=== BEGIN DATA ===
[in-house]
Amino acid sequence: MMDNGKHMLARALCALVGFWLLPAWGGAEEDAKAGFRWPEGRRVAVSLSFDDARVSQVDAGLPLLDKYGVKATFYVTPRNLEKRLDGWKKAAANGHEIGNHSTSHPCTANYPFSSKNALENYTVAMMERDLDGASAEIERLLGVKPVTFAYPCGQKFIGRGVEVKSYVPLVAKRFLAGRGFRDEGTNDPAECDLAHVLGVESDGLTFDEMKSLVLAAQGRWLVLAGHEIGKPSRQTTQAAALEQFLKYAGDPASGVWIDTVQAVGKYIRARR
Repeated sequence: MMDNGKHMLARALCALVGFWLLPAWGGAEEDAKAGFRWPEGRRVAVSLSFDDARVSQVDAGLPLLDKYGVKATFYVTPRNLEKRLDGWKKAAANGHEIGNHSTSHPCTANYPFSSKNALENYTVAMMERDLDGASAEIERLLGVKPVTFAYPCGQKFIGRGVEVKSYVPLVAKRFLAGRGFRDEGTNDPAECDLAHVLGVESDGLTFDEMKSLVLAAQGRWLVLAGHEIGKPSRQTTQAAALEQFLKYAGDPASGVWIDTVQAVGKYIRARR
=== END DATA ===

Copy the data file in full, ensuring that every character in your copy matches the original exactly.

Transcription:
[in-house]
Amino acid sequence: MMDNGKHMLARALCALVGFWLLPAWGGAEEDAKAGFRWPEGRRVAVSLSFDDARVSQVDAGLPLLDKYGVKATFYVTPRNLEKRLDGWKKAAANGHEIGNHSTSHPCTANYPFSSKNALENYTVAMMERDLDGASAEIERLLGVKPVTFAYPCGQKFIGRGVEVKSYVPLVAKRFLAGRGFRDEGTNDPAECDLAHVLGVESDGLTFDEMKSLVLAAQGRWLVLAGHEIGKPSRQTTQAAALEQFLKYAGDPASGVWIDTVQAVGKYIRARR
Repeated sequence: MMDNGKHMLARALCALVGFWLLPAWGGAEEDAKAGFRWPEGRRVAVSLSFDDARVSQVDAGLPLLDKYGVKATFYVTPRNLEKRLDGWKKAAANGHEIGNHSTSHPCTANYPFSSKNALENYTVAMMERDLDGASAEIERLLGVKPVTFAYPCGQKFIGRGVEVKSYVPLVAKRFLAGRGFRDEGTNDPAECDLAHVLGVESDGLTFDEMKSLVLAAQGRWLVLAGHEIGKPSRQTTQAAALEQFLKYAGDPASGVWIDTVQAVGKYIRARR